goody two shoes


goody two shoes


  • too virtuous.
  • wanting to do everything right to avoid repercussions with the law.
  • living a straight, clean life.
  • being overly virtuous to achieve a hidden agenda.

Example Sentences

  1. She’s not a goody-two-shoes, but she’s a good woman.
  2. The former Miss World has stopped displaying her goody-two-shoes image in the last several months.
  3. Off the pitch, she wasn’t the goody two shoes she was portrayed. However, players read about her on sports pages, and her private life remained that way.
  4. There’s no need to be such a goody two shoes.
  5. James is a real goody two-shoes. Avoid showing him the beers, or he’ll inform your parents.
  6. The residents of this area are goody-two-shoes. If you do something wrong in their presence, they’ll contact law enforcement on you immediately.


The history of the idiom “goody two shoes” is, in part, a literary one. It came from a story, “The History of Little Goody Two-Shoes,” anonymously published in 1765, about an orphan girl who used to wear only one shoe. Yet this was different from where the phrase originally came from. The idiom is older than the 1765 story. For example, the phrase appears in “Voyage to Ireland in Burlesque,” written by Charles Cotton in 1670. The young orphan girl’s story likely existed as an oral folk tale before appearing in print. Many years after the story’s publication, people regarded it as a fine children’s story, and due to its length, it’s regarded as the first novel for minors. Regarding the plot, the story is like that of Cinderella. The story’s outline tallies with the phrase’s modern meaning, which is someone who is excessively virtuous.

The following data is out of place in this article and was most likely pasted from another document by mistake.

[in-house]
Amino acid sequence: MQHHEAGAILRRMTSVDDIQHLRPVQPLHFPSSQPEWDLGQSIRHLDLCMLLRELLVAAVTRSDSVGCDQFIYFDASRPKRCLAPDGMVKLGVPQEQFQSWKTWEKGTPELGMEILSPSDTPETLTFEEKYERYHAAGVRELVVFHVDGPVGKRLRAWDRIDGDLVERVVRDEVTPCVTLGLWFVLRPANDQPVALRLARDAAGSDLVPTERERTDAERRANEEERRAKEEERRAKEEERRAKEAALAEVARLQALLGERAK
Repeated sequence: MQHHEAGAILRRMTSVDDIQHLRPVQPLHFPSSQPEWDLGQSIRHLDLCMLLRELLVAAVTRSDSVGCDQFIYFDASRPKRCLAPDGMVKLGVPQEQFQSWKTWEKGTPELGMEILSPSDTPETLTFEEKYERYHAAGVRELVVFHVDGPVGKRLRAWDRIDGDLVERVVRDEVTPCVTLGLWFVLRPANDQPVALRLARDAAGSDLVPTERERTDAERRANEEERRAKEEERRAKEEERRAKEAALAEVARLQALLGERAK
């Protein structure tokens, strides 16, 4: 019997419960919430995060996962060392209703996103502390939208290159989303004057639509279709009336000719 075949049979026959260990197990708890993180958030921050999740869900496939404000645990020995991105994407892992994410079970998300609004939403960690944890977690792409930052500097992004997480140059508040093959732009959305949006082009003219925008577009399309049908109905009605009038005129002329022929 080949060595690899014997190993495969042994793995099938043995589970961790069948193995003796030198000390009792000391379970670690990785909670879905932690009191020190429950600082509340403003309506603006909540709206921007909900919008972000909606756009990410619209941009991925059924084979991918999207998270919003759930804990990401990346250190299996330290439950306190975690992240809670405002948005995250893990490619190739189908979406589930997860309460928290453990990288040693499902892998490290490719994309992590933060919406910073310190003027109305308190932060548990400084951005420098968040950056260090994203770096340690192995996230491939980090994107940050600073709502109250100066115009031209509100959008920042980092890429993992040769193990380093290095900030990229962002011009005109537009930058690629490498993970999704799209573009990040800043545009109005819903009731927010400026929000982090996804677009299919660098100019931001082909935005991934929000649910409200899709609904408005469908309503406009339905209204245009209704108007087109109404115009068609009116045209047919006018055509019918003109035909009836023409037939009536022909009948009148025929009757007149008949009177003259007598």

Share your opinions

What's on your mind?